NASA’s Perseverance rover has grabbed another rock that may hold clues to whether there is life on Mars.
“Exciting news: Not only have I recently retrieved a new rock core (#11), but plans are coming to fruition to bring these samples back to Earth,” said the Rover of Perseverancecount of tweeted (opens in a new tab) Monday.
NASA has reimagined the Mars sample-return mission to make Perseverance the primary sample-collection rover, abandoning previous plans to use a European Space Agency recovery rover, the agency announced last week. As a backup, NASA will instruct two new helicopters to collect the samples themselves.
Also last week, NASA officials told reporters that the 11th rover sample is sedimentary rock that may contain biomarkers or indications of life. Although Perseverance could perform preliminary analyzes on its samples, it couldn’t take many instruments with it to Mars, so scientists are eager to bring the caches back to Earth for more detailed analysis.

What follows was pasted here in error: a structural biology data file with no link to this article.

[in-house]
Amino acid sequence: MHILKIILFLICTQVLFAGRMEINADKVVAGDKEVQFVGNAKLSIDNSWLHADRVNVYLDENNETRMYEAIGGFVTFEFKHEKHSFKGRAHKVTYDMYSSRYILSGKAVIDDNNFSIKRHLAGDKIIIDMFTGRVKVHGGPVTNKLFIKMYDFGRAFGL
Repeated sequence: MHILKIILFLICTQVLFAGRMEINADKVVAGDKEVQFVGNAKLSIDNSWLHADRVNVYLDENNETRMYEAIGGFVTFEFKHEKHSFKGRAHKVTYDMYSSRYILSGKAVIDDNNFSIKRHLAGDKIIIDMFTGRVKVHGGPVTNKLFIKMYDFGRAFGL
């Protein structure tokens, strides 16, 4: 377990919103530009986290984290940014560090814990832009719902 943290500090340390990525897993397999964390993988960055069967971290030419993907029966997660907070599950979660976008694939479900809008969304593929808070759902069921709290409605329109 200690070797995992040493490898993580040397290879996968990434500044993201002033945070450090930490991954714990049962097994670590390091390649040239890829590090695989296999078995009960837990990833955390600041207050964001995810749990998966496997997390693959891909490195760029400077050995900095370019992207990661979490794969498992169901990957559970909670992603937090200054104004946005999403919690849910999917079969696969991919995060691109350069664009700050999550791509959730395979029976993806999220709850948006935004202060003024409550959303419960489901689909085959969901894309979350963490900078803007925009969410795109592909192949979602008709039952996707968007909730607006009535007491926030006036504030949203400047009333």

Hence the sample return mission, which is a joint effort between NASA and the European Space Agency (ESA) and is scheduled to launch on the Red Planet in 2028. In the meantime, Perseverance will prepare samples that ‘she will collect in Jezero Crater and find a ideal location where the sample return mission might land.
After the sample return mission lands, Perseverance will carry samples to a small rocket called the Mars Ascent Vehicle (MAV). The rocket will launch the samples to an orbiter which will relay the rocks to Earth for analysis by scientists.
Perseverance contains 43 test tubes, 38 of which should be filled with samples. The rover team is careful to pick up the most promising examples from the collection area so as not to waste valuable cargo space.
The mission landed on Mars in February 2021 and completed its first hit in September 2021. He is currently examining a river delta this may include traces of past life in the area, according to previous briefings with Perseverance officials.